The historic Union Pacific No. 4141 Engine, a locomotive painted to match Air Force One, will arrive this spring at its permanent home at the George H.W. Bush Presidential Library and Museum.
According to Texas A&M, the University System Board of Regents approved a $1 per-year lease on Thursday, essentially donating two acres to expand the grounds of the museum.
The acreage will eventually house an exhibit area for a Marine One helicopter as well as the locomotive, Texas A&M University said. The helicopter and locomotive are to be part of a multi-million dollar expansion being planned by the George and Barbara Bush Presidential Foundation.
"Texas A&M is proud to host these icons of the Bush presidency," Chancellor John Sharp said. "We do everything we can to keep alive the memory and accomplishments of this wonderful president and public servant."
George H.W. Bush
The No. 4141 Engine led the Bush funeral train from Houston to College Station in December 2018, when the former president was laid to rest at alongside First Lady Barbara Bush.
According to Texas A&M, Union Pacific announced that it would donate the locomotive to the museum a year later.
The railroad surprised Bush in 2005 by painting it to resemble Air Force One, Texas A&M said.
Texas A&M University said Dick Davidson, the former CEO of Union Pacific, and his wife, Trish, made a significant gift to jumpstart private fund-raising for the museum expansion.
"It is fitting this significant piece of history will now make its permanent home at the Bush Center at Texas A&M," Max Angerholzer, CEO of the George and Barbara Bush Foundation, said. "The train meant the world to President Bush. We are grateful to the entire Union Pacific team, especially Chairman and CEO Lance Fritz, for this special gift."
George H.W. Bush
The COVID-19 pandemic slowed plans associated with the museum expansion, which is expected to also include new meeting space and a restaurant, Texas A&M said. Foundation officials said they want to complete the project in time for the 2024 celebration of the 100th anniversary of Bush's birth.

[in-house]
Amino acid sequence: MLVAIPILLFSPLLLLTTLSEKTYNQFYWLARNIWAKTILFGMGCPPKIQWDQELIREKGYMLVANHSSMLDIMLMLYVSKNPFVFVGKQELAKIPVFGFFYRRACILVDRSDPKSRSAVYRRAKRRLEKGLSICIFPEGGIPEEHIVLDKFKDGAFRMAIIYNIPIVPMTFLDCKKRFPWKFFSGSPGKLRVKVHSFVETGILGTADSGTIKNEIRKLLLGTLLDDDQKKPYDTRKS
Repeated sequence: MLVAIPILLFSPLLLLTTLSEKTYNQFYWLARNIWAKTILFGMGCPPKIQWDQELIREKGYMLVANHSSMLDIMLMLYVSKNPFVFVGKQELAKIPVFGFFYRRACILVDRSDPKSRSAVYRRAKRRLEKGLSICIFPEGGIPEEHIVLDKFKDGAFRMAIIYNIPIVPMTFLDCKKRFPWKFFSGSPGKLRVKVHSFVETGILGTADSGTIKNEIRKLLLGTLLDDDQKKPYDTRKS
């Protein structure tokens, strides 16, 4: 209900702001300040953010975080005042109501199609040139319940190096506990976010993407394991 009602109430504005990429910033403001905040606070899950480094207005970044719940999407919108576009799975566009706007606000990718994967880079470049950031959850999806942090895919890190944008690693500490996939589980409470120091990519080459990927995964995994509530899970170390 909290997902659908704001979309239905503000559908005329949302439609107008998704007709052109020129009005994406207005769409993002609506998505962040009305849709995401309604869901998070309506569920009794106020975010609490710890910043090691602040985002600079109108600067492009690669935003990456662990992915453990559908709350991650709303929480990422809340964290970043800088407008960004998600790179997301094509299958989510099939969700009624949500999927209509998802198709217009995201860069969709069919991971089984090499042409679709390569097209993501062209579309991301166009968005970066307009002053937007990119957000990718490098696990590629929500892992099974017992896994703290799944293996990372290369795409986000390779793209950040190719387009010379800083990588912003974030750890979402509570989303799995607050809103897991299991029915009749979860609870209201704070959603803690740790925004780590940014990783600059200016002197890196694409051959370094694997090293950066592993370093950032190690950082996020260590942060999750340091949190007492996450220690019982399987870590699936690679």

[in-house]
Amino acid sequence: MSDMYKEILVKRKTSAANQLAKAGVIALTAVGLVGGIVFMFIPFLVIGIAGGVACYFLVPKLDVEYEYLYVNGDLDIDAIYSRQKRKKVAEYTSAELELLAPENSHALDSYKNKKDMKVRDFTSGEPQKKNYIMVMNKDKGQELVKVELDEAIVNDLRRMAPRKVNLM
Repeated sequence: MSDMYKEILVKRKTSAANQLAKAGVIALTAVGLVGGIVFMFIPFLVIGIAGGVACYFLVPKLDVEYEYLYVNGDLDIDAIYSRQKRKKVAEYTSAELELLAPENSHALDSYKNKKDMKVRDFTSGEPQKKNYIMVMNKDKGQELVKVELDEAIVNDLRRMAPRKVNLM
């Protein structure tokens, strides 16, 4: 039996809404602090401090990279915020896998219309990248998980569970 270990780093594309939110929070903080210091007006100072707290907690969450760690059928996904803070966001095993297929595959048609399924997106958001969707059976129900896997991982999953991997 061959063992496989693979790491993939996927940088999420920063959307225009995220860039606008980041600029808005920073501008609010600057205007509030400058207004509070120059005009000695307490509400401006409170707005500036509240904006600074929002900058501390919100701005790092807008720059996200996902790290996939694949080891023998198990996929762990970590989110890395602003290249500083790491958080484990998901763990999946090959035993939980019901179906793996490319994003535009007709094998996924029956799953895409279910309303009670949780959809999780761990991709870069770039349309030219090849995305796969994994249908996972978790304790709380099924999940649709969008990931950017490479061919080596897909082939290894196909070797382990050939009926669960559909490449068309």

Texas A&M said pandemic-related precautions will delay any public celebration associated with this spring's arrival of the No. 4141 Engine.
Due to security precautions, the arrival date will not be announced, Texas A&M said.
The arrival of Marine One is further in the future, Angerholzer said.
Marine One is the call sign for any Marine Corps helicopter carrying the president. Some of the helicopters are being retired, which takes several months as classified technology is removed from onboard.
In 2005, Bush said that if No. 4141 Engine had been around during his presidency, "I might have left Air Force One behind" and ridden the rails more often, Texas A&M said.
According to Texas A&M, Bush recalled fondly riding and sleeping on trains as a boy.
Trains also carried Bush to his service as a naval aviator in World War II and back home, Texas A&M said. He also used trains for "whistle stop" campaign events during his presidential runs in 1988 and 1992.
"Union Pacific is proud and honored that the UP 4141 is one step closer to being on permanent display at the Bush Library," Scott Moore, the Chief Administrative Officer and Senior Vice President of Union Pacific, said. "President Bush's love of trains is well known and we are pleased that we can be a part of honoring his legacy."